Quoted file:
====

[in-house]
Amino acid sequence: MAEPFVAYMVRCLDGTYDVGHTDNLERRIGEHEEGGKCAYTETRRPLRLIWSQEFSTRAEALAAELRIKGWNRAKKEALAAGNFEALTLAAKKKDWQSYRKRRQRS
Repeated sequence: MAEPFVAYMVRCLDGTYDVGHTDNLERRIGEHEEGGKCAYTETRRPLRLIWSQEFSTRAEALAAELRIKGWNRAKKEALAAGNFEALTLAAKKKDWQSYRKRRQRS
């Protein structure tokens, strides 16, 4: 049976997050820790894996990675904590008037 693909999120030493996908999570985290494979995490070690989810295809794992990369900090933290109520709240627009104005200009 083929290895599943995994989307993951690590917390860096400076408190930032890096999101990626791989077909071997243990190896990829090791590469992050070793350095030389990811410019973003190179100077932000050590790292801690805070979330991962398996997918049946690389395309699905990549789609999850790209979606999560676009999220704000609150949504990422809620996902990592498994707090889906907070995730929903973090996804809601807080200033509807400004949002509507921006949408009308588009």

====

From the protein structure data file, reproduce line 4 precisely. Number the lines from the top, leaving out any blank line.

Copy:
């Protein structure tokens, strides 16, 4: 049976997050820790894996990675904590008037 693909999120030493996908999570985290494979995490070690989810295809794992990369900090933290109520709240627009104005200009 083929290895599943995994989307993951690590917390860096400076408190930032890096999101990626791989077909071997243990190896990829090791590469992050070793350095030389990811410019973003190179100077932000050590790292801690805070979330991962398996997918049946690389395309699905990549789609999850790209979606999560676009999220704000609150949504990422809620996902990592498994707090889906907070995730929903973090996804809601807080200033509807400004949002509507921006949408009308588009």